Driving on a Suspended License
People who drive in Florida without a valid driver’s license commit moving violations when they are unaware of the suspension, cancellation, revocation, or disqualification. Many people who receive moving violations for driving with a license that is suspended, revoked, canceled, or disqualified simply pay the fines imposed, but it is important to remember that any person who pays a fine also pleads guilty to the underlying offense and thus accumulates points on his or her driving record.
Driving while a license is suspended or revoked (commonly abbreviated as DWLSR) is one of the select group of “three strikes” traffic offenses that can result in Habitual Traffic Offender (HTO) designation. Driving while a license is suspended, revoked, canceled, or disqualified becomes a criminal traffic offense that can result in possible felony charges if the alleged offender knew his or her license was suspended, canceled, or revoked.
Lawyer for Driving on a Suspended License Arrests in Fort Lauderdale, FL
If you were arrested or cited for driving with a license that was allegedly suspended, revoked, canceled, or disqualified in Broward County, it will be in your best interest to not make any kind of statement to authorities until you have legal counsel. Meltzer & Bell can fight to possibly have your charges reduced or dismissed.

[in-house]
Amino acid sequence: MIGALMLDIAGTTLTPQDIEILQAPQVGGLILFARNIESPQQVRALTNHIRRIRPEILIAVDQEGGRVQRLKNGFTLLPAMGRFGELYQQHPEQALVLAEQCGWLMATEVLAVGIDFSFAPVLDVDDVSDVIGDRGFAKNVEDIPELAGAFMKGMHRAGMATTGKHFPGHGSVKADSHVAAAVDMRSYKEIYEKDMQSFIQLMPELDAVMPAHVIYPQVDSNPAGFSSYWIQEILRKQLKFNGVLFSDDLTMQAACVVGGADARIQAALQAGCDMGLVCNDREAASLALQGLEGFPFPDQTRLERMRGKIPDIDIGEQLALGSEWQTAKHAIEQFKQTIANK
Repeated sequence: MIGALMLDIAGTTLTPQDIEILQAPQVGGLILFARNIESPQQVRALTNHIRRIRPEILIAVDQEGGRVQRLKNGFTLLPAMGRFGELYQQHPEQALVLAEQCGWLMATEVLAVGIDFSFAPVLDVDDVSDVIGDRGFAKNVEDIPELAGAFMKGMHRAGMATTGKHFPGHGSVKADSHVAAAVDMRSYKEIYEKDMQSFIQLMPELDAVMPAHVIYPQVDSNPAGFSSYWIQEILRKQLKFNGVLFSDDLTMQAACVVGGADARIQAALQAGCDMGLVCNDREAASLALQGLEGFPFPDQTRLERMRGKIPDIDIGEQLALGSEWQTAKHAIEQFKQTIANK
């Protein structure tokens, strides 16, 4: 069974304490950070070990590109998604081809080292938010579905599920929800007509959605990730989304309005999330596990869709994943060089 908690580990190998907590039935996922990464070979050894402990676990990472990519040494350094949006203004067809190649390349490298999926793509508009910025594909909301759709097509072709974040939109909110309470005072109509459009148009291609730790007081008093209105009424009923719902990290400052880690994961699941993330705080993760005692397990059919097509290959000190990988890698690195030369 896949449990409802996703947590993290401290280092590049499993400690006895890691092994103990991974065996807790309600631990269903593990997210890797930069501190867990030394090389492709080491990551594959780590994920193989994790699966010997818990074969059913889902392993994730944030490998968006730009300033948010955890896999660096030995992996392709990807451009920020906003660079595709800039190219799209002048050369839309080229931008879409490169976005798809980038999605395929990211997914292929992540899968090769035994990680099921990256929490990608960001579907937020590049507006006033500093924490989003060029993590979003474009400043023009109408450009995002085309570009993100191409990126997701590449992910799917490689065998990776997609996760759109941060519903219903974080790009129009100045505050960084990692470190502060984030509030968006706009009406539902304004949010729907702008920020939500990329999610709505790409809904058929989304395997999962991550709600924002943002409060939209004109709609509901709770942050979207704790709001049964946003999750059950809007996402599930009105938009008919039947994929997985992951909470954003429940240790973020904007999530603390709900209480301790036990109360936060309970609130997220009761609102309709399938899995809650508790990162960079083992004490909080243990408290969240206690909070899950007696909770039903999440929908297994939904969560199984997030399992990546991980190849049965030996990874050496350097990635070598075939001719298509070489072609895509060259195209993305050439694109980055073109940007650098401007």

Lawrence Meltzer and Steven Bell are experienced criminal defense attorneys in Fort Lauderdale who represent clients charged with traffic crimes in communities throughout South Florida, including Fort Lauderdale, Pembroke Pines, Hollywood, Miramar, Coral Springs, Pompano Beach, Davie, Plantation, and many others. You can have our lawyers review your case and answer all of your legal questions when you call (954) 765-6585 to set up a free, confidential consultation.
Overview of Driving on a Suspended License Offenses in Broward County
- What are some of the reasons that driver’s licenses get suspended, revoked, canceled, or disqualified?
- How are these offenses classified?
- Where can I find more information about driving on a suspended license in Broward County?
Why Driver’s Licenses Get Suspended in Florida
Motorists in Florida can have their licenses suspended, revoked, canceled, or disqualified for any one of a number of reasons. Florida Statute § 322.245 establishes that people can have their driver’s licenses suspended for failure to comply with all of the directives of the court within the time allotted by the court in regards to traffic offenses listed under Florida Statute § 318.17 or the commission of any offense constituting a misdemeanor under Chapter 320 of the Florida Statutes.